Our favourite trail near the Railway Cafe in Stanley Park is open on the weekends now…we had our first picnic of the season here recently near the Stanley Park Railway ticket office.

There is nothing better than lovely shadows captured on a warm spring day near the Grove in Stanley Park!

 

 

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Fractured

Startling the reverie among newly

green trees,

dystopian voices undulate over 

autumn strewn paths,

piercing through well tended worlds

regardless of  collected dreams.

These are our brothers and sisters

thrown to the wolves of winter,

spring but a distant memory

as out of reach as remembering mother’s

gentle touch,

leaving us nameless and summer yearning

for a better world.

Lush cherry blossom trees captured near The Chapel at the edge of Stanley Park (Vancouver, B.C.).

 

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Rising, Falling

So it’s true, when all is said and done, grief is the price we pay for love.” – E.A. Bucchianeri, Brushstrokes of a Gadfly

It’s the last day of winter and it feels like I might never write again even though spring has gently stepped onto the stage. The magnolia trees marching up the street to my Mom’s apartment building have silently blossomed into delicate shades of pink announcing warmer days to come.

I find myself these days making my way through hospital corridors to stand by the bedside of my father and just recently, my mother’s as she lay waiting in Emergency for the results of a test revealing a possible complication from an injury she suffered almost a year ago. Dad has had over a year and a half of struggling with various health challenges culminating in surgery. My world has become smaller, days now taken up with visits to the hospital, attending to the ebb and flow of emails and the numerous calls from the many professionals caring for him – finding time to write is rare at the moment but when I do I am comforted by the words flowing from my pen.

In the rising and falling of my breath and life itself, I try to collect odd moments to gather my thoughts, pray, and appreciate the new road I’m on. A warm shower, a beloved book and a cup of tea are constant companions. Overlaying the uncertainty, spring lets me know it’s unfolding around me no matter what and not to be missed!

And to my great joy, here I am, drinking a soothing hot chocolate, smooth jazz polishing the rough edges I woke up with as I write down the words moving through me at my favourite nook, Veranda Café. Minutes ago, I was lost in dusting, decluttering and organizing my space, tasks to ground my restless spirit. Outside my open window I could hear a blackbird beeping in vibrato making me laugh as my green cloth did its work.

This rising and falling is part of life – I have to make sure I get enough sleep, create space between visits to the hospital for a fragrant chai tea with my Mom, sit on our hill in the sun after a long walk through the park and revel in the wild beauty crouching at the edge of worry ready to catch me if I fall.

The cherry blossoms in all their lush beauty located on Chilco Street here in the West End (Vancouver, B.C.).

A bed of vibrant orange tulips captured at the Rose Garden in Stanley Park (Vancouver, B.C.)

Blue on blue…a gorgeous capture of fragrant hyacinths taken at the Rose Garden in Stanley Park (Vancouver, B.C.).

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The Lost Chronicle

It is spring again. The earth is like a child that knows poems by heart.” – Rainer Maria Rilke

A winter walk two days after a fierce overnight snowfall left the air so cold, it carried the remnants of burnt wood on each inhale, its oxygen so pure among the tall cedars it left me lightheaded as I made my way to the rolling surf. The primordial sound of the forever waves invited new energy to rise from dormant places within, while an otherworldly call from a crow rose as if from the very sea itself, my eyes later finding it perched safely upon a series of glistening rocks adding to the ethereal atmosphere…how was I to know that this would be the final storm of the season, its stark beauty destined to be overtaken by lush green?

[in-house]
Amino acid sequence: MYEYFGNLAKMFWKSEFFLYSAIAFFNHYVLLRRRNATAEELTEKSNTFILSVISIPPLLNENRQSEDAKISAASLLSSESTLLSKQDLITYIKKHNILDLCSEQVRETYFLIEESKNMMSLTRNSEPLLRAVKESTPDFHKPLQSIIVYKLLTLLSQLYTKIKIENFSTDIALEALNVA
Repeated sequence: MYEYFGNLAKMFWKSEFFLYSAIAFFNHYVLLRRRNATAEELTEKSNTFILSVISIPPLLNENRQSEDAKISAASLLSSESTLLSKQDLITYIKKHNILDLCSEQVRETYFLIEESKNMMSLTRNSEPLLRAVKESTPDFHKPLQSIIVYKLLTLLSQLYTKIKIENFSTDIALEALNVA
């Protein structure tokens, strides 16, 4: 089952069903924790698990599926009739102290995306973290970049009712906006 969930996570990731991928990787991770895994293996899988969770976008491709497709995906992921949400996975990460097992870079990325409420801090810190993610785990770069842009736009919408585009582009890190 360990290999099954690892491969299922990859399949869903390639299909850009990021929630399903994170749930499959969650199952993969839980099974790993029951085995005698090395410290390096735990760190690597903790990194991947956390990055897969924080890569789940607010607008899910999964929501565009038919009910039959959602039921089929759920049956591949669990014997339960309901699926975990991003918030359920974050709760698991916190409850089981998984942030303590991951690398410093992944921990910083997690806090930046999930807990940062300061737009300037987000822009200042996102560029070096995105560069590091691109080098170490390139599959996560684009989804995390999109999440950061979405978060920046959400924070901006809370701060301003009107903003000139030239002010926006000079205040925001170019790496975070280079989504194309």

And yes, there is new growth erupting from winter-weary trees and bushes despite winter’s last stand with chubby robins congregating on newly verdant lawns, feasting upon unseen morsels while the crows and gulls wheel overhead beneath a crystalline sky. Brilliant sunshine and yellow witch hazel brighten the waning of this winter heralding warmer days to come…

I recently noticed a winter advertisement for the movie, “A Wrinkle in Time”, based upon the book by Madeleine L’Engle, prompting me to wander through our library’s digital catalogue to look for any titles I may have missed, having read so many of her books over the years. As a young adult her books kept me company in between shifts worked at a newly opened long term care facility as I navigated living on my own for the first time. Imagine my surprise to see a title I thought lost, a small novel belonging to a quintet, a “lost chronicle” now found. It’s called, “The Young Unicorns”, blending both fantasy and suspense in the always fascinating city of New York – her familiar pages now keeping me company each evening before spring’s lengthening light calls me away from cozier pursuits. There are small piles of sooty snow still to be found at the edges of the park even as cherry blossoms punctuate the last day of winter in delicate pink, yet another chronicle lost to time waiting for me to stumble upon it once again.

Ethereal fog captured on one of our last days of winter overlooking Stanley Park (Vancouver, B.C.).

One of the many paths in the forest beckoning us from hibernation in Stanley Park (Vancouver, B.C.). Spring is here after a long winter’s nap!

 

 

 

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Flashback

An unwanted visit to a forgotten childhood realm

overcomes me as I walk upon a muddied path

between bird-filled hedgerow and crumbling cement – 

the quiet softness of winter-dark broken by laboured breath

 running against time, hopping over fences

and  cutting through yards,

all after school cares evaporating fast

amid the thundering threat  behind, nightmare come to life – 

through sheer will, never caught, and yet,

the beauty of a path far in the future,

has the power to send me hurtling down the corridors of my heart

once again.

A beautiful winter shot of a city corridor near Stanley Park (Vancouver, B.C.).